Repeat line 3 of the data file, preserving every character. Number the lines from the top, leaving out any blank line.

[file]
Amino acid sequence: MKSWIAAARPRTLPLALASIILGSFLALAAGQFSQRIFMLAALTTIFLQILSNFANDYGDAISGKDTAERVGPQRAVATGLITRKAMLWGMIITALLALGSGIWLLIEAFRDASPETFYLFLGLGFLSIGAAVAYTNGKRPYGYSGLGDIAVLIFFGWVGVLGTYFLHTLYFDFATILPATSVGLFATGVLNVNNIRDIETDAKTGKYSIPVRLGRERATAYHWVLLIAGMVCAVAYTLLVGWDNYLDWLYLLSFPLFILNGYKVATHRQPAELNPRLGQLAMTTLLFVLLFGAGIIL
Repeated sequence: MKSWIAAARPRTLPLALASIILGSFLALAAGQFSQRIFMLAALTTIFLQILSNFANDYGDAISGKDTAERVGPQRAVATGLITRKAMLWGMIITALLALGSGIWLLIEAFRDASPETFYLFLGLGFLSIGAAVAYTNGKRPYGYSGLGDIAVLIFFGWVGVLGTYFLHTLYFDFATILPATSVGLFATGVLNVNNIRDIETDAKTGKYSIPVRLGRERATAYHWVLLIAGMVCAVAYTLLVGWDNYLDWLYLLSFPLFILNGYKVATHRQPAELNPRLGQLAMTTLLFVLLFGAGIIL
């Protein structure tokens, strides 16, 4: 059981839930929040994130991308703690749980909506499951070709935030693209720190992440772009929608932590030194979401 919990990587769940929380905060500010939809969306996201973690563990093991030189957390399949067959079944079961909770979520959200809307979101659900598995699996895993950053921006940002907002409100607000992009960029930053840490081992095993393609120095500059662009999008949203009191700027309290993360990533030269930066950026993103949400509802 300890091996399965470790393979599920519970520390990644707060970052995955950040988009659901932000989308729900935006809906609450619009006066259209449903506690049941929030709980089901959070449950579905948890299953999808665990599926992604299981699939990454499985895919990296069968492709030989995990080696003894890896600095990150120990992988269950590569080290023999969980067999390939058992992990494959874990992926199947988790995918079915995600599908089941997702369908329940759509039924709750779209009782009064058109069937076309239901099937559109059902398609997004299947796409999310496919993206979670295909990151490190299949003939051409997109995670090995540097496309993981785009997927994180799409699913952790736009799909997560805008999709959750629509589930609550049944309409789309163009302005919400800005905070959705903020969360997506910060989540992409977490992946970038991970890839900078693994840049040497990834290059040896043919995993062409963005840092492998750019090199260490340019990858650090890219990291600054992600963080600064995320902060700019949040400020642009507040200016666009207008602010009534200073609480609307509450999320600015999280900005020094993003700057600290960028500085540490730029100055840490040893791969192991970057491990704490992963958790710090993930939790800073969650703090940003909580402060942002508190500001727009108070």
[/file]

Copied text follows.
């Protein structure tokens, strides 16, 4: 059981839930929040994130991308703690749980909506499951070709935030693209720190992440772009929608932590030194979401 919990990587769940929380905060500010939809969306996201973690563990093991030189957390399949067959079944079961909770979520959200809307979101659900598995699996895993950053921006940002907002409100607000992009960029930053840490081992095993393609120095500059662009999008949203009191700027309290993360990533030269930066950026993103949400509802 300890091996399965470790393979599920519970520390990644707060970052995955950040988009659901932000989308729900935006809906609450619009006066259209449903506690049941929030709980089901959070449950579905948890299953999808665990599926992604299981699939990454499985895919990296069968492709030989995990080696003894890896600095990150120990992988269950590569080290023999969980067999390939058992992990494959874990992926199947988790995918079915995600599908089941997702369908329940759509039924709750779209009782009064058109069937076309239901099937559109059902398609997004299947796409999310496919993206979670295909990151490190299949003939051409997109995670090995540097496309993981785009997927994180799409699913952790736009799909997560805008999709959750629509589930609550049944309409789309163009302005919400800005905070959705903020969360997506910060989540992409977490992946970038991970890839900078693994840049040497990834290059040896043919995993062409963005840092492998750019090199260490340019990858650090890219990291600054992600963080600064995320902060700019949040400020642009507040200016666009207008602010009534200073609480609307509450999320600015999280900005020094993003700057600290960028500085540490730029100055840490040893791969192991970057491990704490992963958790710090993930939790800073969650703090940003909580402060942002508190500001727009108070």